How to Prepare Your Boat for a Hurricane – Part 3

Moving Your Watercraft

If your plan is for moving your watercraft, try to move it at least 48 to 72 hours before the hurricane or storm is estimated to strike the area. This may even be before a hurricane watch is issued. Make sure that:

* Fuel tanks are full.
* Fuel filters are clean.
* Batteries are charged.
* Bilges are clean.
* Cockpit drains arre clear and open.
* Firefighting equipment is in good condition, in place and readily accessible.

Remove and/or secure all deck gear, portable gear, radio antennas, outriggers, fighting chairs, deck boxes, bimini tops and side canvas/curtains, sails, booms, dorades, extra halyards, canister rafts, and dinghies. Be sure to secure all hatches, ports, doors, lazarettes and sailboat rudders. The dinghy may be required to take lines ashore.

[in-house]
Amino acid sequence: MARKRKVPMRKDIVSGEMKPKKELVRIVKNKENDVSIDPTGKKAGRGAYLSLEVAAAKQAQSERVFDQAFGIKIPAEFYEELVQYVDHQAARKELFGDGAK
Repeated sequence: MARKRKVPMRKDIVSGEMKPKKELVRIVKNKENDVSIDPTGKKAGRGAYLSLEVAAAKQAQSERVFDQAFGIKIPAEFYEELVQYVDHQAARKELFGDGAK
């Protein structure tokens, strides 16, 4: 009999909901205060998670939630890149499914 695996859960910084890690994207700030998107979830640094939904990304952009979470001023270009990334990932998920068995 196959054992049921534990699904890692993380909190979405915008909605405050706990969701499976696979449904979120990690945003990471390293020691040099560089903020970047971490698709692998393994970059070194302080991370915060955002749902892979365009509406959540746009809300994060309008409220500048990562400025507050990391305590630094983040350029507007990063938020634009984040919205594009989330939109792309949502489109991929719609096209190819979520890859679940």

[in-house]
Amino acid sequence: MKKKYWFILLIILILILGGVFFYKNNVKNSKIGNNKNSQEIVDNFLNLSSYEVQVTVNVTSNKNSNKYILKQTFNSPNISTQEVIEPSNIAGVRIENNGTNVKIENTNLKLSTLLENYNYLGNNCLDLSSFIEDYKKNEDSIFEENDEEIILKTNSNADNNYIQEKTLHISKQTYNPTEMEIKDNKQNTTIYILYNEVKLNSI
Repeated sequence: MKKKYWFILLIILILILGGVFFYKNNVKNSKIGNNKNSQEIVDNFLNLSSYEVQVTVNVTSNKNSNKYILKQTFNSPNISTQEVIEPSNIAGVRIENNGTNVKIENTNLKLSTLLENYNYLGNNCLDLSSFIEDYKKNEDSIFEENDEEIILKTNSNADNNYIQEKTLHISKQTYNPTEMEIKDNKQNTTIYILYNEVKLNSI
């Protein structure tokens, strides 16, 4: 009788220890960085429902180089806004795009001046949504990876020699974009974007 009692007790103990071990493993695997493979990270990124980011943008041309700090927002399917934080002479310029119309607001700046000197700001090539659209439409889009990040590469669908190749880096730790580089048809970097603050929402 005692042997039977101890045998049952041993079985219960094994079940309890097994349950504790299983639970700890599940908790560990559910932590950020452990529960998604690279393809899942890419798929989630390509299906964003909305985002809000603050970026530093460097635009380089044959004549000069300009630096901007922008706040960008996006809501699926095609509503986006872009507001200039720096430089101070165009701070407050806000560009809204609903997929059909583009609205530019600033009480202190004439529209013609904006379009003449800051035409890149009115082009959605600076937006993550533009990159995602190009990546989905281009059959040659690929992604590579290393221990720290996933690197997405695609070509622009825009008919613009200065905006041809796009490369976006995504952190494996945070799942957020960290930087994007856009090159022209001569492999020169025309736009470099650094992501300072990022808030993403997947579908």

If your watercraft is moored at a dock on a canal, river, or in a marina near the ocean, it is possible that with an additional 5 – 10 foot or greater storm surge the vessel could take a beating against a dock or even impale itself on the pilings. The best offshore mooring location for a vessel to ride out a storm is in the center of a canal or narrow river where at least doubled mooring lines can be secured to both shores, port and starboard, fore and aft. Do not raft vessels together at moorings or docks, especially if larger and smaller vessels are involved. The probability of damage to the vessels is greater than if they are moored separately.

If the vessel must remain dockside at a private dock or marina, heavy duty fender boards (2X6) should be installed on a bare wood center piling to prevent damage. Lines should be doubled and even tripled where necessary to hold a vessel in the center of a berth or off seawall or dock pilings. Preventers should be installed at the top of the pilings so lines cannot slip off the top. Note that nylon line will strethch five to ten percent of its normal length.